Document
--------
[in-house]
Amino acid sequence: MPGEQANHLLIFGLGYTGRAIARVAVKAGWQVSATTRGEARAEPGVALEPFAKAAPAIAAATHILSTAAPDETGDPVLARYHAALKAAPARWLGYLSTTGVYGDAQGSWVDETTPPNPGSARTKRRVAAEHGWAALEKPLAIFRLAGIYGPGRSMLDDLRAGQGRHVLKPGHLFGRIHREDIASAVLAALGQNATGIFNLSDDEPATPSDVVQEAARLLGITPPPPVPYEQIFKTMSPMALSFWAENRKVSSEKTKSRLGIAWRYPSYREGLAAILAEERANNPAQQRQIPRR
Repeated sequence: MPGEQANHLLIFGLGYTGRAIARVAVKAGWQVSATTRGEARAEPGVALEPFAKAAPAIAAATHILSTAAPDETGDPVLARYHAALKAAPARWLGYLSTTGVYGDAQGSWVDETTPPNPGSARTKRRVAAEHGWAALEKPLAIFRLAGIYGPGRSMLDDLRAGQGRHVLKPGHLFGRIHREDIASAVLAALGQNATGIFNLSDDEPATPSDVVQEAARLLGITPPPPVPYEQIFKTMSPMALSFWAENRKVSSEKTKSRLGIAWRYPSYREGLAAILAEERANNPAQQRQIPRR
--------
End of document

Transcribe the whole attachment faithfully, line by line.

[in-house]
Amino acid sequence: MPGEQANHLLIFGLGYTGRAIARVAVKAGWQVSATTRGEARAEPGVALEPFAKAAPAIAAATHILSTAAPDETGDPVLARYHAALKAAPARWLGYLSTTGVYGDAQGSWVDETTPPNPGSARTKRRVAAEHGWAALEKPLAIFRLAGIYGPGRSMLDDLRAGQGRHVLKPGHLFGRIHREDIASAVLAALGQNATGIFNLSDDEPATPSDVVQEAARLLGITPPPPVPYEQIFKTMSPMALSFWAENRKVSSEKTKSRLGIAWRYPSYREGLAAILAEERANNPAQQRQIPRR
Repeated sequence: MPGEQANHLLIFGLGYTGRAIARVAVKAGWQVSATTRGEARAEPGVALEPFAKAAPAIAAATHILSTAAPDETGDPVLARYHAALKAAPARWLGYLSTTGVYGDAQGSWVDETTPPNPGSARTKRRVAAEHGWAALEKPLAIFRLAGIYGPGRSMLDDLRAGQGRHVLKPGHLFGRIHREDIASAVLAALGQNATGIFNLSDDEPATPSDVVQEAARLLGITPPPPVPYEQIFKTMSPMALSFWAENRKVSSEKTKSRLGIAWRYPSYREGLAAILAEERANNPAQQRQIPRR